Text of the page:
So you’re on your fourth business trip this month, and feeling a little—okay, a lot—drained. The emails are piling up, your voice mailbox is full, and you still have several days’ worth of meetings ahead before you can think about going home. (We won’t even talk about the connections required…especially with the recent “blizzard of the century.”) How on earth are you to get your business travel mojo back – on this trip or on the others on your calendar for the rest of the year?
Don’t panic. Instead, use the business travel time and different location to your advantage. Yes, work is always going to be there, but don’t let it cramp your style, either. Find the right balance in three easy steps: Remove, Rejuvenate, and Refresh.
Of course, you need to check your email at the end of the workday. But set a timer for 30-60 minutes, and when it goes off, turn off the computer and work phone, and walk away. It will still be there tomorrow, or when you get back. Clients are often more understanding than we expect.
Make a point of visiting the hotel spa or a nearby massage center while you’re in town. If you know ahead of time that you’ll be in Salt Lake next month, check out Groupon and Amazon Local for massage or other spa deals, and get it booked. (Note that most deals are good for anywhere from 1-3 months from the date of purchase.)
If you’re near a beach, go for a sunrise or sunset walk each day. There is little so relaxing and calming as the sound of ocean waves crashing along the shore.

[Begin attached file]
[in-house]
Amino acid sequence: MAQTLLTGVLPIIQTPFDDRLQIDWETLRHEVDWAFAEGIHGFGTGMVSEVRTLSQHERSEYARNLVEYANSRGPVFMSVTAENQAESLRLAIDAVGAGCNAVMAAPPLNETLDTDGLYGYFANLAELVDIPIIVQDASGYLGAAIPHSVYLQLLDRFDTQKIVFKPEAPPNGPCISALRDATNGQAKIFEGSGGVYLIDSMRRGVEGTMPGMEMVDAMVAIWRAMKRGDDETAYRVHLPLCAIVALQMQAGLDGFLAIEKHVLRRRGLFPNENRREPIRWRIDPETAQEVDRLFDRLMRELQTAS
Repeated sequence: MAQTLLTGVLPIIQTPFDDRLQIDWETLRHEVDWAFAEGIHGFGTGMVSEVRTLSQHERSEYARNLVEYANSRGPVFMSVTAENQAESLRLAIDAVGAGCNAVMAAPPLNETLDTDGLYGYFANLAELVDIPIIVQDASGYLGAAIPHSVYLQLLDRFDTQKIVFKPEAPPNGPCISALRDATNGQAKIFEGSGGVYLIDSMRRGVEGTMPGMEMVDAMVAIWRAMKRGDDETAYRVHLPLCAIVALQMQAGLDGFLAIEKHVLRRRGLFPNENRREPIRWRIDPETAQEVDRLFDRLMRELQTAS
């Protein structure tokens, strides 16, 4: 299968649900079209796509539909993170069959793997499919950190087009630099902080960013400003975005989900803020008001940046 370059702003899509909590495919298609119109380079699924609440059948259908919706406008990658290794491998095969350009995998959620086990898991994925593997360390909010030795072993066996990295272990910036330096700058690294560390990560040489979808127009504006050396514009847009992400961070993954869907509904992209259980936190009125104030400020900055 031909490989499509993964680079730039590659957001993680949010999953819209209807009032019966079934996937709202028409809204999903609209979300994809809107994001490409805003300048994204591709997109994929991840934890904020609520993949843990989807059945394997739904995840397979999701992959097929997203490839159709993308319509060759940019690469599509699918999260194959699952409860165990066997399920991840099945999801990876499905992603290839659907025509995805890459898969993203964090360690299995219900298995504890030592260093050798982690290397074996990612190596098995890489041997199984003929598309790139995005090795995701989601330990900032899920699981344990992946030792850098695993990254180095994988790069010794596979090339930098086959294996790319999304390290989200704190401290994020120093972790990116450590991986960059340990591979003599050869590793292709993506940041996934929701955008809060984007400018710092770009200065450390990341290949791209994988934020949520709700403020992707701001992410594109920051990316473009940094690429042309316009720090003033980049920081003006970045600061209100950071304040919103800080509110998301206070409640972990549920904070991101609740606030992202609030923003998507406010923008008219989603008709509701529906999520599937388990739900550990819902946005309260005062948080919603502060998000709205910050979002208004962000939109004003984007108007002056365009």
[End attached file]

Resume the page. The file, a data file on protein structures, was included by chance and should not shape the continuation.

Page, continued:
You’ve spent your hour on work, and gotten rejuvenated as needed—don’t forget to refresh, too. Focus on something entirely unrelated from work; buy a book you’ve been meaning to read, or a book about your destination, and save it for the trip. Get the print version; your eyes will thank you for the respite from the computer monitor. If you don’t like the book, you can always sell it at Half-Price Books when you get home. Regardless, you need something totally unrelated to work for your mind and body to focus on.
Consider renting a bike while you’re in town, and make a point of finding a local coffee shop that’s not Starbucks. Bring your book and enjoy the mental and physical activity.
And don’t forget the food! Do an Internet search for famous, off-beat, or hole-in-the-wall restaurants at your destination. Last October, while visiting Savannah, Georgia, I stayed at a renovated 19th-century mansion turned B&B and dined at an 18th-century restaurant. In 2013, I turned a corner by a centuries-old Salzburg church and found a literal hole in the wall bakery with a whopping one kind of pastry to choose from. People didn’t go in unless they knew about it. It turned out to be one of the best pastries I’ve had. Now that’s unique!
Three simple steps: Remove. Rejuvenate. Refresh. Addressing these will ensure you return home relaxed, with memories of a trip much more exciting than the last.
About the Author
Meagan Davenport is a Seattle girl who left her heart (and passport) in England. She loves to travel and wax eloquent on apples and the finer points of Indian restaurants. You can find her on her blog, Crumpets and Cream.